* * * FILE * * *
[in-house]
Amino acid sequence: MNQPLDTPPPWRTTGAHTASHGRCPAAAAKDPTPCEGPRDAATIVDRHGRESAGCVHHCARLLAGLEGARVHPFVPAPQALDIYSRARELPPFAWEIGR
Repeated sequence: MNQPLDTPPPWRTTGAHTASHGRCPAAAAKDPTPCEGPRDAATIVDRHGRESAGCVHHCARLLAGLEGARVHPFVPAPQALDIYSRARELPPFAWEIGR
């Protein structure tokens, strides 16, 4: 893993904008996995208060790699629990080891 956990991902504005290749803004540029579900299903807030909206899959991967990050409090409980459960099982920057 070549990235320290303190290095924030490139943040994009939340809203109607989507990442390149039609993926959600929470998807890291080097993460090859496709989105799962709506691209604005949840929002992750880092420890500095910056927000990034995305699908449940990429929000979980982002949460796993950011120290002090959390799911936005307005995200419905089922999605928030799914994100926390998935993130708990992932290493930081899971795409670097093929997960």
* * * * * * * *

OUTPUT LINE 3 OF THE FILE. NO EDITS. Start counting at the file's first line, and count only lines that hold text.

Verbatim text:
Repeated sequence: MNQPLDTPPPWRTTGAHTASHGRCPAAAAKDPTPCEGPRDAATIVDRHGRESAGCVHHCARLLAGLEGARVHPFVPAPQALDIYSRARELPPFAWEIGR